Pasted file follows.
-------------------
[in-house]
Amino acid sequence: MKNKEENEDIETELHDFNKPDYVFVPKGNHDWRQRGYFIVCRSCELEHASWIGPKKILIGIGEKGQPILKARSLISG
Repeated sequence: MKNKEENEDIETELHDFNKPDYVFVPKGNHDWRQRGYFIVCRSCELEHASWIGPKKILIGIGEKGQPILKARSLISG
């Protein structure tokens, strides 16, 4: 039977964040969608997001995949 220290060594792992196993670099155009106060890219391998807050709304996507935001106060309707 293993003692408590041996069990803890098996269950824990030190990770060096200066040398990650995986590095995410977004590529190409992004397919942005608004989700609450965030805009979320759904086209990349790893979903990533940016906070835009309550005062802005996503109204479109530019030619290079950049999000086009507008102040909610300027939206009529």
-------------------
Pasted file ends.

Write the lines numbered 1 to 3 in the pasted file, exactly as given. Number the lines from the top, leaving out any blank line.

[in-house]
Amino acid sequence: MKNKEENEDIETELHDFNKPDYVFVPKGNHDWRQRGYFIVCRSCELEHASWIGPKKILIGIGEKGQPILKARSLISG
Repeated sequence: MKNKEENEDIETELHDFNKPDYVFVPKGNHDWRQRGYFIVCRSCELEHASWIGPKKILIGIGEKGQPILKARSLISG